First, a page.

At the October 2011 Alameda Point Restoration Advisory Board (RAB) meeting, the Navy announced that Alameda Point’s monthly RAB meetings would be reduced to quarterly meetings due to budget cutbacks. The Navy said it would welcome a written response from the RAB on how the Navy might continue to carry out its responsibilities for community dialogue during difficult budgetary times.
On February 22, 2012, the RAB sent a letter to the Navy’s Environmental Coordinator for Alameda Point cleanup, Derek Robinson. The letter cited the magnitude of the cleanup effort at Alameda Point – 25 percent of the Navy’s nationwide cleanup budget in Fiscal Year 2011 – as justification for having more than four meetings per year. The RAB offered a reasonable compromise schedule that would add two meetings, bringing the total number of meetings this year to six. The Navy has already indicated that it would continue to host its annual tour of cleanup sites at Alameda Point, which would be in addition to the six meetings being proposed by the RAB.
The RAB also suggested having more than one cleanup site presentation at a meeting in order to make more efficient use of the Navy’s time and money spent on hosting the meetings. In past years, multiple presentations were made at meetings, but this practice ended because of the Navy’s concern that the meetings were too long and community members in attendance would leave before the end.
Up until passage of the Clean Water Act in 1972, it was common practice to dispose of chemicals by dumping them down sewer and storm drain lines that drained into the nearest surface water. Many people did this in their homes.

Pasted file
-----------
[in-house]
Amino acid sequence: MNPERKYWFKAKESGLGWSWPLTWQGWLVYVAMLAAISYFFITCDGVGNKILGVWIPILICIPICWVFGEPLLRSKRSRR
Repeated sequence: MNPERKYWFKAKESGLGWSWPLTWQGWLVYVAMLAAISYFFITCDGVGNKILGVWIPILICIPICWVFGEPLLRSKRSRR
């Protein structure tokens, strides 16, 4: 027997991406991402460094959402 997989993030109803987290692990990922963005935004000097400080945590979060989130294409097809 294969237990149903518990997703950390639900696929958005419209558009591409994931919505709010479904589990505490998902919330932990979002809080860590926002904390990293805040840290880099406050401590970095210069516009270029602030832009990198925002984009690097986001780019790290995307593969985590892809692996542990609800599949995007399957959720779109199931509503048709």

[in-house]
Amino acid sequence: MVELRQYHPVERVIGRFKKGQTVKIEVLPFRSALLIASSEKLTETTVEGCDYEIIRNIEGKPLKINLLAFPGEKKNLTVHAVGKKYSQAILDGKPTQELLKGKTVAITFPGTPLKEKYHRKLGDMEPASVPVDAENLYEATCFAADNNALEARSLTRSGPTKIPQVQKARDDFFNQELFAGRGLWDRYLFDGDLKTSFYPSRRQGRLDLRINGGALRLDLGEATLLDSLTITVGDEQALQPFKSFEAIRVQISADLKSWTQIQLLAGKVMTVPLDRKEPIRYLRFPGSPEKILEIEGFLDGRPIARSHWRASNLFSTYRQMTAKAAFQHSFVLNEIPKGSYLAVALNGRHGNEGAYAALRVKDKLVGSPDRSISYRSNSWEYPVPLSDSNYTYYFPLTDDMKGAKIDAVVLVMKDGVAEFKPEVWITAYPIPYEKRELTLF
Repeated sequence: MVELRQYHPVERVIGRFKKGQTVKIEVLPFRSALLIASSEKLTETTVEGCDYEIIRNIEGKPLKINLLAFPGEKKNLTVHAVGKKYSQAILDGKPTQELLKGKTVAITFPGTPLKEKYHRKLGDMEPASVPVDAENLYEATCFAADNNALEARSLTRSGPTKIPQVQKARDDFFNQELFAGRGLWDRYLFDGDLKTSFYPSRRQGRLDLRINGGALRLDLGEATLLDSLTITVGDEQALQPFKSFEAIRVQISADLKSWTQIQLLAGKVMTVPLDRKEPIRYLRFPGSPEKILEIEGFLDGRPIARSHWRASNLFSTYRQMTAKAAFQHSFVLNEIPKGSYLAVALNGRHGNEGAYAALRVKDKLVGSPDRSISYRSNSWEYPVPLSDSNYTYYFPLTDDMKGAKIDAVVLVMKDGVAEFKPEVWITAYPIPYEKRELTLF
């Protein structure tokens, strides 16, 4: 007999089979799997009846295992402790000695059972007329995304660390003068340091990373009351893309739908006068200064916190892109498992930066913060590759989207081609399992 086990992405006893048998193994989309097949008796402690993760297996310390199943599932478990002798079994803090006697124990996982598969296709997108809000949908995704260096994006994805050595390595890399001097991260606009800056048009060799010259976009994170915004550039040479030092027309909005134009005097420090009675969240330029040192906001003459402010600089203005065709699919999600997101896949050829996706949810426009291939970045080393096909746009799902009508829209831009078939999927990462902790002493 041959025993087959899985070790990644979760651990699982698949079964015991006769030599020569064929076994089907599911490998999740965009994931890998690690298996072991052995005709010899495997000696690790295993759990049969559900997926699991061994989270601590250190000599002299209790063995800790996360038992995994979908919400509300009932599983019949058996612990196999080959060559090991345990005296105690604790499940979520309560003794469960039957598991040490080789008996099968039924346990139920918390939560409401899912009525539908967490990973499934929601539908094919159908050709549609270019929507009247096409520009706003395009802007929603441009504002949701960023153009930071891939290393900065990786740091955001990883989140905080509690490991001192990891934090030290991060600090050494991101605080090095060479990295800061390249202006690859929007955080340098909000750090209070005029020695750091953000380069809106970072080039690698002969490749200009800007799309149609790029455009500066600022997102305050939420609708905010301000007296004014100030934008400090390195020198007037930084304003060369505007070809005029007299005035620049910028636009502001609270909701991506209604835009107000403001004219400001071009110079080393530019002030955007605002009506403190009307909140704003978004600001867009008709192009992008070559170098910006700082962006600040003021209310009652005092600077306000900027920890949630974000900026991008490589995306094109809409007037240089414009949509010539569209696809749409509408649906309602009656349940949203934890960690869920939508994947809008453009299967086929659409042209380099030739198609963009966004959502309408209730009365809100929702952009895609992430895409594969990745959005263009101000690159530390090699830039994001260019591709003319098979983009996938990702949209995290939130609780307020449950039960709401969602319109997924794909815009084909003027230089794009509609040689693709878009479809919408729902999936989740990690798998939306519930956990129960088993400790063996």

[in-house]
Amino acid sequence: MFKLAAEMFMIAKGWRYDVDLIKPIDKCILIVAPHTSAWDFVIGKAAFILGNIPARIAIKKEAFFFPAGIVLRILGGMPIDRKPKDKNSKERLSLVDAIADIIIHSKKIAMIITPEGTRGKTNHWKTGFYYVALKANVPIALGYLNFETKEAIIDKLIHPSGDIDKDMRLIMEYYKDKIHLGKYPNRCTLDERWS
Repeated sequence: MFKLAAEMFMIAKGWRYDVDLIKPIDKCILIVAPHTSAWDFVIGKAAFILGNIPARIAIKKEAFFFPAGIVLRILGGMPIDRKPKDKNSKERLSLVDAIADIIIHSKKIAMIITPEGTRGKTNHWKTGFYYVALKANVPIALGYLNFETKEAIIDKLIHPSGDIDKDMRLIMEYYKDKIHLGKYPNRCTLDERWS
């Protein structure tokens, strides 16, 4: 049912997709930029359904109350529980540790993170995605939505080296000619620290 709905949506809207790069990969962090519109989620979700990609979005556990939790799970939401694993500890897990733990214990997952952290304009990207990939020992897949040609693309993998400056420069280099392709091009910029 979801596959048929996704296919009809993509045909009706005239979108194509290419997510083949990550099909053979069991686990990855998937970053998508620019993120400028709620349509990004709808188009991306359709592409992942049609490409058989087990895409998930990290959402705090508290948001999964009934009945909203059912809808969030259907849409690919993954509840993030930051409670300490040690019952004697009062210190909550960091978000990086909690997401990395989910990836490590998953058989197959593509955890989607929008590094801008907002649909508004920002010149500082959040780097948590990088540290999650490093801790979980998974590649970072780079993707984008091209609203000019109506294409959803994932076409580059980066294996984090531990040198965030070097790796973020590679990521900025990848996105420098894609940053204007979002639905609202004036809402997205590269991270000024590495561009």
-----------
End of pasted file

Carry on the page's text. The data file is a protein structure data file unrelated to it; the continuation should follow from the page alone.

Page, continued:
At Alameda’s former Naval Air Station the worst legacy of this practice was in the drain lines leading out of the massive Building 5 and nearby Building 400. Building 5 is where the radioactive paint with radium-226 was used to paint aircraft dials and markers.
2009/2010 Drain Removal Action – In 2010, the Navy completed the removal and replacement
of thousands of feet of the most seriously contaminated lines leading to the Seaplane Lagoon. But questions remained for Restoration Advisory Board (RAB) members about drain lines leading north to the Oakland Estuary and also the Industrial Waste Line that was installed after passage of the Clean Water Act.
Remaining drain lines – September RAB Presentation
The RAB heard a presentation at the September meeting about the Navy’s recent examination of all the remaining drain lines using cameras and sampling equipment. The drain lines lead out of Building 5 and are part of the cleanup area known as Operating Unit-2C. Three of the storm drains and the industrial waste line were found to have areas of elevated radium, although nothing close to the levels found in the lagoon drains that were removed last year. Six alternatives for dealing with the problem, from no action to complete removal ($58 million), were presented. Two hundred ninety-seven samples were collected.
Industrial Waste Line Should Not Be Left in Place – The majority of the RAB favored the option that prescribed hydro-jet cleaning, limited excavation and disposal of storm drain lines, and complete removal of the Industrial Waste Line. Concern was raised about two alternatives that allowed the Industrial Waste Line to remain in place under West Tower Ave, the main thoroughfare between the hangars, and have so-called institutional controls. Institutional controls can have a way of being forgotten as the decades roll on, which could lead to workers being being exposed to radium during infrastructure upgrades. The forgotten lines could also lead to unexpected expenses for the city and to the posting of alarming radiation warning signs long after everyone thought the problem had been dealt with. Update – October 13 – Another reason to remove the old Industrial Waste Line: The August 8, 2011 Navy feasibility report cited in this post stated, “The industrial waste line is not considered a candidate for hydro-jetting due to the deteriorated condition of the line.” Better to remove it than have toxic residue leaking out into the water table.